A man and woman are seen in silhouette after breaching a border fence

Shifting our approach on migration from security to development


By Xavier Savard-Fournier, International migration specialist & Reporter and analyst of international affairs


It is right under our eyes, yet it is still hard to see for some. Not everyone experiences the same warm, welcoming attitude when crossing borders to seek refuge. As scores of people flee the war in Ukraine, many people of colour experienced discrimination, violence and racism or were blocked at borders.  Based on the same security-led migration narratives, similar cases have occurred since the European migration crisis of 2015-2016.

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forced displacement illustration

Le potentiel de la protection sociale en faveur des personnes déplacées de force


Par Jason Gagnon, Chef d’unité, Migration et compétences, Centre de développement de l’OCDE, et Jens Hesemann, Conseiller principal en politiques, Direction de la coopération pour le développement de l’OCDE/GPP, équipe Crise et fragilité


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Plus de 100 millions de personnes sont déplacées de force dans le monde aujourd’hui – chiffre jamais recensé auparavant. Les conflits armés, comme la guerre de la Russie contre l’Ukraine, continuent de chasser de plus en plus de personnes de chez elles, la plupart des personnes déplacées restant longtemps dans l’incertitude. Les pays à revenu faible ou moyen (PRFM) accueillent plus de 80% des réfugiés et des personnes déplacées internes dans le monde. Des politiques appropriées dans les pays d’accueil et une coopération au développement efficace permettent de trouver des solutions provisoires pragmatiques pour les personnes déplacées. Ces solutions provisoires sont gagnantes pour les communautés d’accueil comme pour les populations déplacées, l’intégration socio-économique offrant de multiples avantages.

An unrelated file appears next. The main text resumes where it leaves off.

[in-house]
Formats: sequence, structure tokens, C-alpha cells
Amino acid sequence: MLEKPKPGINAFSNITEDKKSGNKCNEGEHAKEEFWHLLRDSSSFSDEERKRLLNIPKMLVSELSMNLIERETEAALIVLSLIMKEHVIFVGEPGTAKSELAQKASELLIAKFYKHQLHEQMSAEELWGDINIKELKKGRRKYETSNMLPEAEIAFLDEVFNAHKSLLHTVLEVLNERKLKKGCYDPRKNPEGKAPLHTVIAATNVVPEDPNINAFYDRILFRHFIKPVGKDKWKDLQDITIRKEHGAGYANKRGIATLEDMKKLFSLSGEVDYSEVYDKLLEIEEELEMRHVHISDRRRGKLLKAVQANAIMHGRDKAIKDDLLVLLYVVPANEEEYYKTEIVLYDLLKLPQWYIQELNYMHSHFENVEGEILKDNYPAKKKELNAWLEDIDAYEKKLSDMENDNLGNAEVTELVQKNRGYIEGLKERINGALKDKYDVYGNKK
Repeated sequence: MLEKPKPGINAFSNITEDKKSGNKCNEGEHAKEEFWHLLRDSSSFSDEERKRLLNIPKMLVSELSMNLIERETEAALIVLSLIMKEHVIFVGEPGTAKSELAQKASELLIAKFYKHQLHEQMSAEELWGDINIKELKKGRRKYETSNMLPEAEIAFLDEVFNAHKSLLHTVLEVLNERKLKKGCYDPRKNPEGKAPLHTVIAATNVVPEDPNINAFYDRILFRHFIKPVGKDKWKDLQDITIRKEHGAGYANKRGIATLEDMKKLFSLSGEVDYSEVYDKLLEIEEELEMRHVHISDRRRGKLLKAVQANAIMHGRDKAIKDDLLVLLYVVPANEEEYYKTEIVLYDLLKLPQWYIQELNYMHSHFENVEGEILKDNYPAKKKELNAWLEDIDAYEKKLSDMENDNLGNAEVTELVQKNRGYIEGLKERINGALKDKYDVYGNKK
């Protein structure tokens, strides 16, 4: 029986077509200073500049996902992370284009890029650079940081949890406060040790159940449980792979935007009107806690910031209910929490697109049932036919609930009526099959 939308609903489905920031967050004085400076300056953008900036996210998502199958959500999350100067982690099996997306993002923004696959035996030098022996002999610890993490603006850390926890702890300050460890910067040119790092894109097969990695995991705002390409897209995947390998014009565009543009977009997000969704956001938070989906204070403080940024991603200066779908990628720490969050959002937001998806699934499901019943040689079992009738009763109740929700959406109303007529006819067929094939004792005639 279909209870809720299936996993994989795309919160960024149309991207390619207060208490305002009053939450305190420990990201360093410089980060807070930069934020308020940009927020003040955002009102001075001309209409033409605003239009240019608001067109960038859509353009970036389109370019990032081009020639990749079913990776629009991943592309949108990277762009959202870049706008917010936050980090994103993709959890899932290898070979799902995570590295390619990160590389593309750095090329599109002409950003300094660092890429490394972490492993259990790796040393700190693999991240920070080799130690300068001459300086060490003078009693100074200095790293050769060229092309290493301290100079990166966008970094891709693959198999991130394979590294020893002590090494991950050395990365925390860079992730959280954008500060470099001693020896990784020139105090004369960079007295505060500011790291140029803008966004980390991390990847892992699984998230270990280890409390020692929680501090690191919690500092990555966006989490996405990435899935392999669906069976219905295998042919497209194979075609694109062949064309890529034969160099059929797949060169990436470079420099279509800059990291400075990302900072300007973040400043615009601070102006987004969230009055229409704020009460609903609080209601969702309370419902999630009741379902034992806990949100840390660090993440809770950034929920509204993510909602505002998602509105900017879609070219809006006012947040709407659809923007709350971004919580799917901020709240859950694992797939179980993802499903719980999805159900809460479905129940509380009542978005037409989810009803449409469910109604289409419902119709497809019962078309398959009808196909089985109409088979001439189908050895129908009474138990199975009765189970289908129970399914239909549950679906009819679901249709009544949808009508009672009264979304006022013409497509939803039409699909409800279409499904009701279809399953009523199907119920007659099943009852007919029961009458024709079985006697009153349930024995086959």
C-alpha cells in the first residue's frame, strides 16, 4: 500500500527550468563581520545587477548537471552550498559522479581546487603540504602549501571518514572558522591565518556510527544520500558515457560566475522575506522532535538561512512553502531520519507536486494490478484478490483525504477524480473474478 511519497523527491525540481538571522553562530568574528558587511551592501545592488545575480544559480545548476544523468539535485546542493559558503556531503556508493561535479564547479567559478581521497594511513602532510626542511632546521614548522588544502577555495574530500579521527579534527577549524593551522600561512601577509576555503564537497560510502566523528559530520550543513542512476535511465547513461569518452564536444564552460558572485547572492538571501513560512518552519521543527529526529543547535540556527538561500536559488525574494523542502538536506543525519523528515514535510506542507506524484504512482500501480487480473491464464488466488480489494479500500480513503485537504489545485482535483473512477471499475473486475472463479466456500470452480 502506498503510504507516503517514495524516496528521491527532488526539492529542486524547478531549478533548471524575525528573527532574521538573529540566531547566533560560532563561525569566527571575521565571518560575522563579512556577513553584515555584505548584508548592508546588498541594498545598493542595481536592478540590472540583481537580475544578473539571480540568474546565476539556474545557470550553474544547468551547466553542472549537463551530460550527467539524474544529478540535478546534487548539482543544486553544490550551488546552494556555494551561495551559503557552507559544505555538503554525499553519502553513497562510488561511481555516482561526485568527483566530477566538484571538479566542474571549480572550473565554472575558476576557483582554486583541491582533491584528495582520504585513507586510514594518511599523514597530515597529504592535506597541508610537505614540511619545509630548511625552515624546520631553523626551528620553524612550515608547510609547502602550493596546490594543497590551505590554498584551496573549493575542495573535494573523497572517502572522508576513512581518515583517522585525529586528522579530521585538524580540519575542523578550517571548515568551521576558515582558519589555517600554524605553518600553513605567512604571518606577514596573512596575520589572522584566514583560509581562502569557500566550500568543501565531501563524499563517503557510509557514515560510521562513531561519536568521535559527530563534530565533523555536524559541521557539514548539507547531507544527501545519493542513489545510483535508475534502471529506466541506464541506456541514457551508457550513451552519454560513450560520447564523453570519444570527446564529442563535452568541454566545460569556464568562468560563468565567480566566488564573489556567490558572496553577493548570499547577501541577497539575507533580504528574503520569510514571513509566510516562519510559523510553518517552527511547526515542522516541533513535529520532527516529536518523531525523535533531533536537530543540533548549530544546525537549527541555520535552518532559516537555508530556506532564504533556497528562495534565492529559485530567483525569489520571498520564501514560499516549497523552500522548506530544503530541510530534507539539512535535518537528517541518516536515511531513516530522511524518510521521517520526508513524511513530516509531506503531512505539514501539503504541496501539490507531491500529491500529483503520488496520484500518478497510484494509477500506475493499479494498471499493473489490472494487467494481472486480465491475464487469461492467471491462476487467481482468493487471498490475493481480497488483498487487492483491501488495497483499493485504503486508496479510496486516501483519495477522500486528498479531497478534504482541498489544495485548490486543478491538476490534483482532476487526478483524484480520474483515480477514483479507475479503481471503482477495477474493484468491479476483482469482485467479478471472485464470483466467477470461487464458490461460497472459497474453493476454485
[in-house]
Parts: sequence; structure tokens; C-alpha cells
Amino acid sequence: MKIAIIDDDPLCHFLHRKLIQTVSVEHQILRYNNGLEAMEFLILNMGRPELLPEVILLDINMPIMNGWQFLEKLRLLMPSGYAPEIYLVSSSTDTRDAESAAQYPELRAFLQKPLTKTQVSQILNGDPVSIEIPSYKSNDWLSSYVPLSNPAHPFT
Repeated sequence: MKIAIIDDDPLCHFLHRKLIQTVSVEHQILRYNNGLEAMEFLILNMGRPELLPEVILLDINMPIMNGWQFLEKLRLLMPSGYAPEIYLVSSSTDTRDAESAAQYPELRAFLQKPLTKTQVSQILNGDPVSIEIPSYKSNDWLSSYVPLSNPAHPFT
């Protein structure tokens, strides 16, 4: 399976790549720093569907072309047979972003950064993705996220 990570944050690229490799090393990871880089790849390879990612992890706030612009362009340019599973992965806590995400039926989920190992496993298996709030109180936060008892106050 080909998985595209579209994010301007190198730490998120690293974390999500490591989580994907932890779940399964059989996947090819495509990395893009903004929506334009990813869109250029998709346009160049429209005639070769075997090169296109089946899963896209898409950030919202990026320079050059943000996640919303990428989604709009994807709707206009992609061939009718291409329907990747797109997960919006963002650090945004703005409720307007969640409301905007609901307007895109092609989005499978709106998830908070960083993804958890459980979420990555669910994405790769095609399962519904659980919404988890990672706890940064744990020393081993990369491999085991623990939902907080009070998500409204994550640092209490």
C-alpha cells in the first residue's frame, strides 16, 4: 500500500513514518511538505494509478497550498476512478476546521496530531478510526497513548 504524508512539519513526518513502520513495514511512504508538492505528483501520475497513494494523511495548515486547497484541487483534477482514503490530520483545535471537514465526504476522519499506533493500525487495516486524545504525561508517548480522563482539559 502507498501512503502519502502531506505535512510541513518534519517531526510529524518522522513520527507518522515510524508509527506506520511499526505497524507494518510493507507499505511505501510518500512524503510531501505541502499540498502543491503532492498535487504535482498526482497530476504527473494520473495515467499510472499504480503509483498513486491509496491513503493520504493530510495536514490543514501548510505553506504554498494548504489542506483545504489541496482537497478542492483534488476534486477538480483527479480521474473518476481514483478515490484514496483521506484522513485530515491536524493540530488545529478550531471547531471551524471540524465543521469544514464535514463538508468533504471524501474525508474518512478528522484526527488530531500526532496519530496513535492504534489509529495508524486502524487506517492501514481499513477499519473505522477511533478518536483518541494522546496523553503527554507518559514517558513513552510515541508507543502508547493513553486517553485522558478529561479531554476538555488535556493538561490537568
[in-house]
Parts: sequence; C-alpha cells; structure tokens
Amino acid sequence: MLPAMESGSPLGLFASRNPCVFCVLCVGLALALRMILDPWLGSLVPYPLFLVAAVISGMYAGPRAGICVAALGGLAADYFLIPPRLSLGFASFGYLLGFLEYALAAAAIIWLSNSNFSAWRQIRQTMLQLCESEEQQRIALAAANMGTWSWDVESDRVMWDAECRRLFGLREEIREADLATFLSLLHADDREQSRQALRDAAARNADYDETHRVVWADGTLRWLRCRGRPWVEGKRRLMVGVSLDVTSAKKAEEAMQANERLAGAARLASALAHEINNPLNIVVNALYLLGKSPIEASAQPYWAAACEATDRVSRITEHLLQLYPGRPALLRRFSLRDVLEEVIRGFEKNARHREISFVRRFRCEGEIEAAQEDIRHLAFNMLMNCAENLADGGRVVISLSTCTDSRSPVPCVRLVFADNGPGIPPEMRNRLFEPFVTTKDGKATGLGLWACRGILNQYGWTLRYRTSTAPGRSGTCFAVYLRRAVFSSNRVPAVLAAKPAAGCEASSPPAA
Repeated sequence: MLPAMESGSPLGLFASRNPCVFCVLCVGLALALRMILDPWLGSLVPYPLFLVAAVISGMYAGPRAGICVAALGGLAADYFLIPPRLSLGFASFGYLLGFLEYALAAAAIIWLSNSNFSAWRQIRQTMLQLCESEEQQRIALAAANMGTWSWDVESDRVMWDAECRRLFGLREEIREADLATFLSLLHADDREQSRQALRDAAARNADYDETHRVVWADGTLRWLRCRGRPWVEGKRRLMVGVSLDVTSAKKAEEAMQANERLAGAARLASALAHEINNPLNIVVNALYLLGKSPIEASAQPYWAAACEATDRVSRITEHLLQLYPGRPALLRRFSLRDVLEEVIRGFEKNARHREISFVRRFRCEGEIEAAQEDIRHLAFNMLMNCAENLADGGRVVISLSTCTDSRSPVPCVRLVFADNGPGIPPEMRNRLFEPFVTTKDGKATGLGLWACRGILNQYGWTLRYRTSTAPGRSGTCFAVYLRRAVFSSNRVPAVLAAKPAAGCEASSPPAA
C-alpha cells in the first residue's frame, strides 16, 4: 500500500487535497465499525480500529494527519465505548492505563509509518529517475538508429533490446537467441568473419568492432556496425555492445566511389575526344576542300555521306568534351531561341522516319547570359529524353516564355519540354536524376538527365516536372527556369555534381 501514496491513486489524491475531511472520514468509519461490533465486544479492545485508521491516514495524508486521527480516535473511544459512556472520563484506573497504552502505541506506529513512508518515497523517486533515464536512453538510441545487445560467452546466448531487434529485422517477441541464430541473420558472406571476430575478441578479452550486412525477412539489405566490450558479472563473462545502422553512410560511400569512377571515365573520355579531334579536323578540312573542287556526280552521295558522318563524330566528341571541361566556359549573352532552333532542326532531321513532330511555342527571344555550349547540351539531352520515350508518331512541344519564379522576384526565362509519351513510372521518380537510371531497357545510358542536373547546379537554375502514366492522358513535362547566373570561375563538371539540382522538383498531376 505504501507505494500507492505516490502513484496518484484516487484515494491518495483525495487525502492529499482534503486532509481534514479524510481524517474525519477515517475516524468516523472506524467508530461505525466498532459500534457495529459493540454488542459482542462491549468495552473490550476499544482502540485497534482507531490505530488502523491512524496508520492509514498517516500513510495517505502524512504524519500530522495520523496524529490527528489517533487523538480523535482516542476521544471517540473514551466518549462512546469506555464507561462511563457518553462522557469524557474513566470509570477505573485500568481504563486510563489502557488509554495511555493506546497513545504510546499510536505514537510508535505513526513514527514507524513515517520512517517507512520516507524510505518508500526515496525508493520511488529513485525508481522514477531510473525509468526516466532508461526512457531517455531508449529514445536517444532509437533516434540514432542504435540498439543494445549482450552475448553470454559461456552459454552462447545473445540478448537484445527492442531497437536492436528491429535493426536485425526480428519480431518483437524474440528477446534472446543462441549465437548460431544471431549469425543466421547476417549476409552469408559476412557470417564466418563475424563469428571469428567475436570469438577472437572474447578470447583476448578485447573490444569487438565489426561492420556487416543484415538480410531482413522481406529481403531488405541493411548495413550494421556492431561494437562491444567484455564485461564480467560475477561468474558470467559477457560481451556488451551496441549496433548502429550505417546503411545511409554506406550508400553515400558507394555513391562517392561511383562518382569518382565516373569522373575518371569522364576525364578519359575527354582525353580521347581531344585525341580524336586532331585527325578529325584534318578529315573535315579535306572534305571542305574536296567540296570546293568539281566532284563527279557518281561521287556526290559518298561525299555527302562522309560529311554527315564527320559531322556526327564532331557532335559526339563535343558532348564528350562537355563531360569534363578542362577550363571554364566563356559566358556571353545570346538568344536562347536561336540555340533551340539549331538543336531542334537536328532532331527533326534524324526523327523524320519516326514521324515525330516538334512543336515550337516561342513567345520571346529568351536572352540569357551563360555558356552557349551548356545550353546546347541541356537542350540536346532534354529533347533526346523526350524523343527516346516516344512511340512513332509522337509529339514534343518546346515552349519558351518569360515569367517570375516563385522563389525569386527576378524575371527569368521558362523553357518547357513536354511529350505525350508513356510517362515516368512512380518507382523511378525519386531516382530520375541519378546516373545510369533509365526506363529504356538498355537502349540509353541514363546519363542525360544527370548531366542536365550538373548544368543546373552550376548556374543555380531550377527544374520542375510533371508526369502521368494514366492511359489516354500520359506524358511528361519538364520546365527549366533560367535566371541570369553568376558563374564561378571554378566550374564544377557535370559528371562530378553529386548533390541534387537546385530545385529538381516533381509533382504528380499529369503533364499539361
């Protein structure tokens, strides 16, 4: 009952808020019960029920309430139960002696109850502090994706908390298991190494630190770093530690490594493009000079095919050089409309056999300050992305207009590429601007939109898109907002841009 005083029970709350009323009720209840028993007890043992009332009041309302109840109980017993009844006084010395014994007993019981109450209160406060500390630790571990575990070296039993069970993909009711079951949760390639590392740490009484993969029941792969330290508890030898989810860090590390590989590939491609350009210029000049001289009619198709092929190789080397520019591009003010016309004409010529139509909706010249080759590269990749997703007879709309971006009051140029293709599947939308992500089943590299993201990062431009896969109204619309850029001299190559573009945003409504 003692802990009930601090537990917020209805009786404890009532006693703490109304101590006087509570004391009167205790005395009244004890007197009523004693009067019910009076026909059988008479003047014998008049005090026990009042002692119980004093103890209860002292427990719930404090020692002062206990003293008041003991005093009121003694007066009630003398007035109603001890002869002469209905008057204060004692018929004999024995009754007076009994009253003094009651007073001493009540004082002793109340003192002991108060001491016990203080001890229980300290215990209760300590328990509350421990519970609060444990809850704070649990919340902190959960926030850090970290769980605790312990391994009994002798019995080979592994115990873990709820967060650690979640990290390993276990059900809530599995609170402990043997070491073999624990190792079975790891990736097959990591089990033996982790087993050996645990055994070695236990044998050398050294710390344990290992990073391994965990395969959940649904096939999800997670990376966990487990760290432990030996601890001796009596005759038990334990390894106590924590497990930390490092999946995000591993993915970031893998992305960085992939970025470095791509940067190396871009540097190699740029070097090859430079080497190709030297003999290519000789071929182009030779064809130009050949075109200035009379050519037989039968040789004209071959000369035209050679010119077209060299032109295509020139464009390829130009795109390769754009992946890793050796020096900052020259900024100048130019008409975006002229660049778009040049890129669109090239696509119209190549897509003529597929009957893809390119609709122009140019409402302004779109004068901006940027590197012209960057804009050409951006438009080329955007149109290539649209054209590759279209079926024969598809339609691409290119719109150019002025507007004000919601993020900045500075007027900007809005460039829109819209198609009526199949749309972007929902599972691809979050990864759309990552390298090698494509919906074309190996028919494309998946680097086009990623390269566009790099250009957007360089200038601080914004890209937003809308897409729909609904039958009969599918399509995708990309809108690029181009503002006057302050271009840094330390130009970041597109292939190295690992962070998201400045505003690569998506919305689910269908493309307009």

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Closing the municipal finance gap for migrants and refugees

Closing the municipal finance gap for migrants and refugees


By Samer Saliba, Head of Practice, Mayors Migration Council


Although cities – not rural areas or camps – serve as the primary destination for migrants and refugees worldwide, city governments face systemic barriers to accessing the funding and financing they need to provide for these communities.

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How data can help migrants


By Andrew Young, Knowledge Director, The Governance Lab, New York University


Conflict is displacing more and more people across West Africa, including nearly 2.4 million people who have been forced from their homes by the Boko Haram insurgency in the Lake Chad Basin alone. People living in coastal areas face coastal degradation and erosion. Desertification in the western region of the Sahel is leading to significant livelihood and food security risks. Meanwhile the ongoing coronavirus pandemic is making the situation worse.

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How migrants can best benefit from the use of digital tech


By Tim Unwin, Chairholder, UNESCO Chair in ICT4D, Royal Holloway, University of London


UN agencies, donors, and civil society organisations have invested considerable time, money and effort in finding novel ways through which migrants, and especially refugees, can benefit from the use of digital technologies. Frequently this has been through the development of apps specifically designed to provide them with information, advice and support, both during the migration journey and in their destination countries. All too often, though, these initiatives have been short-lived or have failed to gain much traction. The InfoAid app, for example, launched by Migration Aid in Hungary amid considerable publicity in 2015 to make life easier for migrants travelling to Europe, posted a poignant last entry on its Facebook page in 2017: “InfoAid app for refugees is being rehauled, so no posting at the moment. Hopefully we will be back soon in a new and improved form! Thank you all for your support!”

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Women in an Internally Displaced Persons in Abuja, the Federal Capital of Nigeria, 2018.

Forced migration in Nigeria is a development issue


By Fatima Mamman-Daura, Acting Director at National Commission for Refugees Migrants and Internally Displaced Persons


No other country in Africa, outside the Democratic Republic of Congo and Somalia, is facing a mixed-migration challenge as severe as that of Nigeria, characterised by prolonged internal displacement, migrant smuggling, human trafficking and ‘brain drain’. Over the course of a decade, low levels of short-term internal displacement in Nigeria have transformed into widespread, large-scale and protracted displacement.